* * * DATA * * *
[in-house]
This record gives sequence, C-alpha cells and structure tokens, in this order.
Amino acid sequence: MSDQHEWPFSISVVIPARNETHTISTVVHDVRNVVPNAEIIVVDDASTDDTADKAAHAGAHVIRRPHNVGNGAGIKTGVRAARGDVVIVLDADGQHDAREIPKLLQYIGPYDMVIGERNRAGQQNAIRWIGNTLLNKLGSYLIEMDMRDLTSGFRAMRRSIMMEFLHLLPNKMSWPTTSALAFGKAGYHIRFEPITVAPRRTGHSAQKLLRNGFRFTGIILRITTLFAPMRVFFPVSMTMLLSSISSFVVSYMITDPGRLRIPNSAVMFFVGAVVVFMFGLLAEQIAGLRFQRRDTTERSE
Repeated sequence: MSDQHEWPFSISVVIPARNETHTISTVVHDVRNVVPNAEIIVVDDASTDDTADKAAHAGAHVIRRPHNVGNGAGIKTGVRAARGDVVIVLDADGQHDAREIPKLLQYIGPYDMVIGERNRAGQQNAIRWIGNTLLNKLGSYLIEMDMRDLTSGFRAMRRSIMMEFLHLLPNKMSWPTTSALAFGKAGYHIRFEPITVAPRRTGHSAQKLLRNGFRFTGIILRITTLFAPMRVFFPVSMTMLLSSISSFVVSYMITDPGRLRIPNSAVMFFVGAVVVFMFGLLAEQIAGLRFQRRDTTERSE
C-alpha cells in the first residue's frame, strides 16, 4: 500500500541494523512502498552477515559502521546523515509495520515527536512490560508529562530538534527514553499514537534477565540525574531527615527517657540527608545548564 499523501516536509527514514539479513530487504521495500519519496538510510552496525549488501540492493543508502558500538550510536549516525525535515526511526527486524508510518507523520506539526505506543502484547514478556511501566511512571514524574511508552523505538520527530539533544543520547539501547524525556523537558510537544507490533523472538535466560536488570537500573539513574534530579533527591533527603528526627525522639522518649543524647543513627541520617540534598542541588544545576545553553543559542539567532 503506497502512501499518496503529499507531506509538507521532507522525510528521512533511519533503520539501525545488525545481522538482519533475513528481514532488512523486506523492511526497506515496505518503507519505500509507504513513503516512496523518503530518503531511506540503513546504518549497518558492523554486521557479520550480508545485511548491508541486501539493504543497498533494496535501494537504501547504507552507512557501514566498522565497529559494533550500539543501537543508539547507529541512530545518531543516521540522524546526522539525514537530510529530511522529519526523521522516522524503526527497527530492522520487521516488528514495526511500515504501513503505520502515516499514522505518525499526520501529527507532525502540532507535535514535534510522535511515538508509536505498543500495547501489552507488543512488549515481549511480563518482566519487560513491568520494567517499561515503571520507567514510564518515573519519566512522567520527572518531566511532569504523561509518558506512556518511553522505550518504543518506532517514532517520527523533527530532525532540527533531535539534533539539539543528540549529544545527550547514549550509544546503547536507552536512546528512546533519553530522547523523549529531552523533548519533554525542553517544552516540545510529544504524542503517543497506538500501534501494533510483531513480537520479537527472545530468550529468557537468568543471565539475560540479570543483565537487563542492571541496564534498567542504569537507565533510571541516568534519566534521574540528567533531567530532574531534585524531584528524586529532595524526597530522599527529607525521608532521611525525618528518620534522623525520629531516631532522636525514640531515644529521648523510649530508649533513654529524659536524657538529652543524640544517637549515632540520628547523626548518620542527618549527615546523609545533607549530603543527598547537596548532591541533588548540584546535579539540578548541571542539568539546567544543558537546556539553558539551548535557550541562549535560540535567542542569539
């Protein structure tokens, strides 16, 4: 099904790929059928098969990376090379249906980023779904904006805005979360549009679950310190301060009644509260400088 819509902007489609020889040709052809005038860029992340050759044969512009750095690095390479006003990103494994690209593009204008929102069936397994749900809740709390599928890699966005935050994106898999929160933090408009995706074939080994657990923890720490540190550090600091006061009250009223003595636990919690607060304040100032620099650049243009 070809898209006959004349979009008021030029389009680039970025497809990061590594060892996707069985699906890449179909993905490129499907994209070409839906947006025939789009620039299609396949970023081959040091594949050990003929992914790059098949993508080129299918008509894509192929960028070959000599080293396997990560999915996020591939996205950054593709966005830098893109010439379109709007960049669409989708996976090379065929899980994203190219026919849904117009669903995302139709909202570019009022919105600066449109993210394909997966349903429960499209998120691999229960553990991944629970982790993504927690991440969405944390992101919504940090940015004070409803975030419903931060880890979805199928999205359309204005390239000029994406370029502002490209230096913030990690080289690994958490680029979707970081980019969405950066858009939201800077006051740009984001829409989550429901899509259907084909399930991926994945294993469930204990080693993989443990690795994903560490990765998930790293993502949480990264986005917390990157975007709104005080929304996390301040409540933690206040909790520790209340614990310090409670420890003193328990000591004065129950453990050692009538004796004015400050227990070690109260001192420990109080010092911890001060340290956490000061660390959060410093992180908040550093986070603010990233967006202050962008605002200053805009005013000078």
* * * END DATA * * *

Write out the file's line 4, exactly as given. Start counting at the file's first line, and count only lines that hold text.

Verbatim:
Repeated sequence: MSDQHEWPFSISVVIPARNETHTISTVVHDVRNVVPNAEIIVVDDASTDDTADKAAHAGAHVIRRPHNVGNGAGIKTGVRAARGDVVIVLDADGQHDAREIPKLLQYIGPYDMVIGERNRAGQQNAIRWIGNTLLNKLGSYLIEMDMRDLTSGFRAMRRSIMMEFLHLLPNKMSWPTTSALAFGKAGYHIRFEPITVAPRRTGHSAQKLLRNGFRFTGIILRITTLFAPMRVFFPVSMTMLLSSISSFVVSYMITDPGRLRIPNSAVMFFVGAVVVFMFGLLAEQIAGLRFQRRDTTERSE